Tariffs spell marching orders

money-glitz | Tereza Cai 12 Nov 2018

American apparel and footwear companies have started to move their assembly lines elsewhere from China as uncertainties continue to increase along with costs as a result of the long drawn-out trade spat with the United States.

The US announced 10 percent tariffs on US$200 billion (HK$1.56 trillion) worth of imports from China and this is further expected to rise to 25 percent on January 1, 2019.

"Many people over the years have said we're going to leave China, but never did. The problem is that now they are going to leave and return [to the US]. It's not a good thing," says Rick Helfenbein, president and chief executive of the American Apparel and Footwear Association.

Some apparel and footwear companies have already left China.

"It's like driving a car and you have a flat tire. So you take it into the gas station, and the guy says I can fix it now but it might last a thousand miles, or I give [you] a new tire. It's the same scenario. If somebody is threatening you, you have to leave, or you have to reduce your exposure [to China]."

Businesses are more aggressively reducing their exposure to China, and are not going to wait until they get hit or don't get hit by US tariffs. "We don't know what he [Donald Trump] is going to do. Once he does, it's too late," Helfenbein says.

Clothes, shoes, textile and travel goods accounted for 6 percent of all the US imports in terms of value, yet generate 51 percent of all US import tariffs collected in 2017. In another words, they are the major import duty payers.

The reason for that is the fact that average duty rates on those categories, ranging from 10.8 percent to 14.2 percent, are significantly higher than the average duty rates for the other import categories.

For example, the duty for knitted apparel is a high of 14.2 percent, compared with 1.4 percent average duty rate for all US imported products.

"Ten percent, maybe, we could survive, and 25 percent we can't survive. That will force us to relocate," says Helfenbein, who has over 40 years of experience in the industry.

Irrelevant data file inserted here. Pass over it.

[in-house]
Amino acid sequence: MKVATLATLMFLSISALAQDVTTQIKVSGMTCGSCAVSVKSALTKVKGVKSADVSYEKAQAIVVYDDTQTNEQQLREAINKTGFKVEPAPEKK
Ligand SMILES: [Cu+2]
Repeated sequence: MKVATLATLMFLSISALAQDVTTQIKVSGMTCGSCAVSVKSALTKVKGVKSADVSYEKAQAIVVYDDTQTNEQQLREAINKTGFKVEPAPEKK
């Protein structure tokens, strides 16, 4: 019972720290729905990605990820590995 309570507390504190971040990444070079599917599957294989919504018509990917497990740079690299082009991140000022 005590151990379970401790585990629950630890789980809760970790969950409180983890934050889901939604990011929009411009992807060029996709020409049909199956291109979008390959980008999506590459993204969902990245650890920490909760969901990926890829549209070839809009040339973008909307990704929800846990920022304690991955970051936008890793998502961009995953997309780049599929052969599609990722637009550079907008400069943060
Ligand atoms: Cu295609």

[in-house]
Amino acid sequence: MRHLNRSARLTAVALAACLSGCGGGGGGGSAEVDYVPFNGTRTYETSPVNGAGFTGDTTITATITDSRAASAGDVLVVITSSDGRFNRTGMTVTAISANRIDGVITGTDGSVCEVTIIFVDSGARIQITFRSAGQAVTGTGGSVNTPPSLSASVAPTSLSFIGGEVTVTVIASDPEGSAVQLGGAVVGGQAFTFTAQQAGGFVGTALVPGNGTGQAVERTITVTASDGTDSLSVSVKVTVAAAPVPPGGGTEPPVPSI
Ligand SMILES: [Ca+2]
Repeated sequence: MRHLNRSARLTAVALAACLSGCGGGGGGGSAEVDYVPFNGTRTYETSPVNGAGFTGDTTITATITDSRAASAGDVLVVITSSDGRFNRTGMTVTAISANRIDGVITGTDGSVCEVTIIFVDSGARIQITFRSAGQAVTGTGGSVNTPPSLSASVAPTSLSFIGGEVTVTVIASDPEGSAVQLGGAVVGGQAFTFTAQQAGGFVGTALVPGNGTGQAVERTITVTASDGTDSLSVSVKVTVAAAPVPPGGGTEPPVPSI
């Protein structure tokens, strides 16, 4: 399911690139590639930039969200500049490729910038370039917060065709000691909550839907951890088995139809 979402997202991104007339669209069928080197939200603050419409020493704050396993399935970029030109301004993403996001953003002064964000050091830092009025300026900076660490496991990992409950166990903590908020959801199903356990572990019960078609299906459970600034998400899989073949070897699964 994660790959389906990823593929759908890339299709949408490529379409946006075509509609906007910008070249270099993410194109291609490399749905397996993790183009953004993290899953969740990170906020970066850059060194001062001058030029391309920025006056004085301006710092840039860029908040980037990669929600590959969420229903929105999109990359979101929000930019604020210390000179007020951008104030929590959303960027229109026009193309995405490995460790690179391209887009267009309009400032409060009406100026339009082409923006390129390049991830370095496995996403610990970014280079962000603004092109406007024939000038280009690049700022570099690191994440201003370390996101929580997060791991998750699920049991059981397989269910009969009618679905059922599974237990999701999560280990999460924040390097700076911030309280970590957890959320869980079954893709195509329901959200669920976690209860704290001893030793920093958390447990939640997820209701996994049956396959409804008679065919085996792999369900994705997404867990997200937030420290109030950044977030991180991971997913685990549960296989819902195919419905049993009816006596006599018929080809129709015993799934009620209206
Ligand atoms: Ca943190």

He says 25 percent duties would be unbearable.

The proposed tariffs of 10 percent could raise the overall cost for the US consumer and businesses by roughly US$19.7 billion a year. At the 25 percent level, the cost might rise to US$48.2 billion, according to an American Action Forum report.

The second best choice for those companies is to relocate factories to Vietnam, while that will take years. However, "tariffs force us to relocate. No choice." Helfenbein says.

In addition, China is the top supplier of these items. In 2017, China accounted for about 41 percent of all apparel, 72 percent of all footwear, and 84 percent of travel goods imported to the US.

Vietnam can only absorb a part of the production in China.

Taking apparel as an example, China and Vietnam make up 50 percent of all apparel imported to the US.

Furthermore, there is no comparison between China and Vietnam in making the footwear, which is more like assembling a car, as it is a labor-intensive industry, as well as with huge demand of diverse materials, which are easier to obtained in China than in Vietnam.

Given that manufacturers are scrambling to move product out of China, prices will go up globally.

At an additional 25 percent duty, AAFA expects that a family of four will have to pay at least US$500 more to buy basic consumer products every year. At the same time, non-Chinese suppliers may sell products at a higher price to the Americans during the Sino-US trade dispute.

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